10 Great New Zealand Bands You Should Know


If your knowledge of New Zealand’s music scene doesn’t extend beyond Flying Nun Records and Flight of the Conchords, then rejoice — there’s a shitload of excellent Kiwi music just waiting to be discovered! With the excellent new album by James Milne — aka Lawrence Arabia — out this week, we thought it’d be a fine time to survey some of the other great music coming out of the North and South Islands. (We’re focusing on indie stuff here, so there’s nothing from the world of New Zealand dub, which is probably a whole separate post in and of itself.) Anyway, suggestions are, as ever, welcome.

Lawrence Arabia

Kiwi bands have long had a way with a jangly guitar and an infectious melody — an entire scene was built around such things in Dunedin in the 1980s, focused around enduringly excellent indie label Flying Nun, and much of the music made its way onto US college radio, which is why you’ll find a surprisingly large number of fans of bands like The Clean and The Verlaines on this side of the Pacific. Anyway, Lawrence Arabia’s work shows that the gift spans generations — his songs are perhaps somewhat more twee than those of his forebears, but they’re no less appealing for it.

Die! Die! Die!

Despite their rather aggressive sounding name, Die! Die! Die! aren’t a grindcore band or a bunch of skinheads — they’re noisy enough, sure, but their post-punk sounds are as melodic and well-constructed as they are raucous. In fact, in many ways, they’re perhaps the foremost contemporary heirs to the Flying Nun sound, balancing muscularity with melody to excellent effect.

The Coolies

Not to be confused with the defunct Atlanta band of the same name, the Kiwi band who go by the name Coolies are a pleasingly anarchic garage-pop three-piece from Auckland — they’ve been around in various forms since the late ’90s, and these days they’re signed to long-running and consistently excellent Australian label Chapter Music, for whom they’ve released two albums of the sort of stuff that you could happily call “pop punk” if that term didn’t conjure up images of Blink-182.

Terror of the Deep

It’s not all Auckland and Dunedin, though. The excellent Terror of the Deep hail from Wellington, and they do a fine line in eminently hummable indie rock that’s all chiming guitars and clever lyricism – they rather remind us of a band from across the Tasman, namely The Go-Betweens. You can hear more of their work at their Bandcamp. We’re not entirely sold on the drummer’s haircut, mind.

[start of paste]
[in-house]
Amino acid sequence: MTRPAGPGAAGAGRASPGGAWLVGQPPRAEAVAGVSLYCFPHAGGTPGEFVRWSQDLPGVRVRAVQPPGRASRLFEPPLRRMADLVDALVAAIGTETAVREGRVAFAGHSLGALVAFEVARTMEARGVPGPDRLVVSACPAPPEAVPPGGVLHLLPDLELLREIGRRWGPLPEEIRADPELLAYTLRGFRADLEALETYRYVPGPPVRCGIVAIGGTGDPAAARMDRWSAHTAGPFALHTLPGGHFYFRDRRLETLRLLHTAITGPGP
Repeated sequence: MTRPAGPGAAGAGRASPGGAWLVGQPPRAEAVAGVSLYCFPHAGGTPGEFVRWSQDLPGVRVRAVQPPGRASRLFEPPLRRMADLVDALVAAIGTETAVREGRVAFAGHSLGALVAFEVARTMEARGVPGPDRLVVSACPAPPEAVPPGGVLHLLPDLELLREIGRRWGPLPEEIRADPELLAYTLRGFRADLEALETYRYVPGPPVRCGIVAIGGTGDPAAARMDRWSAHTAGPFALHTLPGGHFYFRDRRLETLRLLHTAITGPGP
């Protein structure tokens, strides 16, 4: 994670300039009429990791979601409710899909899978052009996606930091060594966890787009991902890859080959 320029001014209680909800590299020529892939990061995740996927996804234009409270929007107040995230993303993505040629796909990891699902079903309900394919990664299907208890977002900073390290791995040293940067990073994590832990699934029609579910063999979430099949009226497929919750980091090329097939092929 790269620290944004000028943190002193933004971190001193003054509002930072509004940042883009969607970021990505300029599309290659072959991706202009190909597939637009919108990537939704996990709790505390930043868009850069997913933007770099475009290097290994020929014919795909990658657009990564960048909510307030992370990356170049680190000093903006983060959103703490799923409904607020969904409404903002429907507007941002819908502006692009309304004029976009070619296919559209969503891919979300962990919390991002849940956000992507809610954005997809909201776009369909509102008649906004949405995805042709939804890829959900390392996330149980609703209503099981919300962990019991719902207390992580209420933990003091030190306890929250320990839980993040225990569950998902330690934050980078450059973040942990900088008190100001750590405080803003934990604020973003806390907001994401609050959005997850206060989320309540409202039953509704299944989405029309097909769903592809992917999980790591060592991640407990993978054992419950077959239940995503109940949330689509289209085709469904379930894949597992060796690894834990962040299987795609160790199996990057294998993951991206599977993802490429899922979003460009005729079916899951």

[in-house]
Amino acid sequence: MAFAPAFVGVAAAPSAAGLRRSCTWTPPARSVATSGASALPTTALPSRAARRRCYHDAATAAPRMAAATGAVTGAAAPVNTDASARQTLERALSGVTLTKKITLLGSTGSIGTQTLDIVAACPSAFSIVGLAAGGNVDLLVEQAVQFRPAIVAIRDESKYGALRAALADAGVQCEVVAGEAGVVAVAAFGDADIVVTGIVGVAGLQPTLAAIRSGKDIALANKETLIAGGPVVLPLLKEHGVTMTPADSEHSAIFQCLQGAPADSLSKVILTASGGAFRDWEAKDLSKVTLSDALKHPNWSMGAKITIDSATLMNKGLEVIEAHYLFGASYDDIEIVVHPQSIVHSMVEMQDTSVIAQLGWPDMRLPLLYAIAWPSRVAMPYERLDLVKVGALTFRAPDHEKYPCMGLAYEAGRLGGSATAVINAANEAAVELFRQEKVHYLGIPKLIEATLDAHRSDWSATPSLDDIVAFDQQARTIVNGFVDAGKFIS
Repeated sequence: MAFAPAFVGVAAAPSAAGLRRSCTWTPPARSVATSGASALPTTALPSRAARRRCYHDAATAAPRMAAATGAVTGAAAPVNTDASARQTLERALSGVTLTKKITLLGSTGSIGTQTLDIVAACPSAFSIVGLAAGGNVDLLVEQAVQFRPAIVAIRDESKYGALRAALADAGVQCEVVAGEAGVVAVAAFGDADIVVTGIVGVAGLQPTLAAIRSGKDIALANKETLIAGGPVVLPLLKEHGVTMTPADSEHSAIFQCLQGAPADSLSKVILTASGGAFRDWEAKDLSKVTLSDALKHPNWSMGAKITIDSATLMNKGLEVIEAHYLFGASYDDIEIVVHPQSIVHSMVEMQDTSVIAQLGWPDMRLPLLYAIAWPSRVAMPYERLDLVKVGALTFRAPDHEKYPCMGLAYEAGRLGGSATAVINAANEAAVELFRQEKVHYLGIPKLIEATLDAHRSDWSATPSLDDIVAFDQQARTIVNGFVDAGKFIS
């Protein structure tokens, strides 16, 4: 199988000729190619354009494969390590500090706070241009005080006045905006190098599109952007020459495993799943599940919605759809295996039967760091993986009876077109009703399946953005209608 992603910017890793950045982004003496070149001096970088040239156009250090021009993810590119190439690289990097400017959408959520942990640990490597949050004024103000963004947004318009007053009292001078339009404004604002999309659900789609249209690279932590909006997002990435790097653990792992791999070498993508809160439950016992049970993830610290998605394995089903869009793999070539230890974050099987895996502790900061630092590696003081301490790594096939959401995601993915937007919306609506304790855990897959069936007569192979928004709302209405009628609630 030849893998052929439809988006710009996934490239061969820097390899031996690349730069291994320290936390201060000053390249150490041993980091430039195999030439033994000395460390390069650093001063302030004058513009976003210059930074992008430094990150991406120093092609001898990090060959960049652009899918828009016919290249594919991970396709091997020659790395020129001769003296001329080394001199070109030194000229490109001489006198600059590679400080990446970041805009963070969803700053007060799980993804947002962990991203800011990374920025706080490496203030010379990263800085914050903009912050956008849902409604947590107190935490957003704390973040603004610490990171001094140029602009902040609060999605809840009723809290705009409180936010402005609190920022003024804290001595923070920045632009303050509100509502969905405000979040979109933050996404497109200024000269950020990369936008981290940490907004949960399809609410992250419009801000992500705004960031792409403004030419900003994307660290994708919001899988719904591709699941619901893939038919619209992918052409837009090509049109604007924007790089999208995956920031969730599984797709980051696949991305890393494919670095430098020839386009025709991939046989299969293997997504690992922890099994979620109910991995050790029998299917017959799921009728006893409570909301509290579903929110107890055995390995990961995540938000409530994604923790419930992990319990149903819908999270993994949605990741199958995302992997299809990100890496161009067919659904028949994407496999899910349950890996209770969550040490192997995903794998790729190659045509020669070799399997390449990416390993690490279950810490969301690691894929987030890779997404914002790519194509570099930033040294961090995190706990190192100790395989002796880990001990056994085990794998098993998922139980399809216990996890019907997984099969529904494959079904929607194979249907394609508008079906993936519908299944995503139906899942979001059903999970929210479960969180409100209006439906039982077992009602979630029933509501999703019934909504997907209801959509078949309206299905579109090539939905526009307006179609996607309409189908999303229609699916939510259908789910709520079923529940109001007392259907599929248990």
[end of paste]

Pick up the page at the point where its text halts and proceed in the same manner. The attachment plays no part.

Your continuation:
The Ruby Suns

They may be centered around an ex-pat from California, the splendidly monikered Ryan McPhun, but The Ruby Suns are a New Zealand indie institution and have been for the best part of a decade now. They’ve released three fine records (the most recent of which was 2010’s Fight Softly, so they’re probably just about due for another), and they’re signed to Sub Pop on this side of the Pacific, making them one of only two NZ bands backed by the Seattle institution — as far as we know, anyway. The other? Flight of the Conchords. (Also worth checking out are McPhun’s side project Spring Break.)


One of the better NZ bands of the ’00s was the abrasive electro-rock crew Mint Chicks — sadly, they split a couple of years back, with the band’s core group of brothers Kody and Ruban Nielson going their separate ways to pursue new projects. The latter moved to Portland, OR, to form Unknown Mortal Orchestra, but the former stayed at home and went solo as Opossom. Both are worth checking out, but we’re particularly partial to Opossom’s DIY synthpop (and to the rather excellent video above).


The bedroom laptop pop of Bachelorette — aka Annabel Alpers — isn’t a million miles away from Opossom’s work, although there’s something perhaps more naïve and ingenous about her wide-eyed pop songs. Both her albums were apparently recorded in complete isolation (the first was called Isolation Loops), and it shows – both feel like self-contained worlds, worlds that are both immersive and idiosyncratic. We particularly like Isolation Loops’ follow-up, My Electric Family, from which the above track is taken, but they’re both good.

The Vietnam War

A YouTube commenter on the above video describes The Vietnam War as “a New Zealand version of Jack Johnson,” but don’t hold that against them – they’re much better than that, even if you can sort of see what the guy means. The band do a fine line in hummable fireside acoustic songs, but there’s a heap more depth here than you’ll find on any of Johnson’s records. Thankfully.

Street Chant

We don’t usually like quoting bios/Last.fm profiles, but we did have a giggle at Street Chant’s description of themselves: “Heavy pop trio from Auckland, New Zealand formed in 2007 that sound like bubble gum with the liquid center, and getting punched in the face.” Whack.

The Bats

And finally, a genuine original Dunedin band who are still going strong today, some 30 years after they first came together (even if they’ve taken a few breaks along the way). Although they actually formed in Christchurch, The Bats are kinda Dunedin royalty – Robert Scott was also in The Clean, while Paul Kean has been the sound engineer for pretty much every Flying Nun band you can think of. They released their eighth studio record last year and still tour regularly.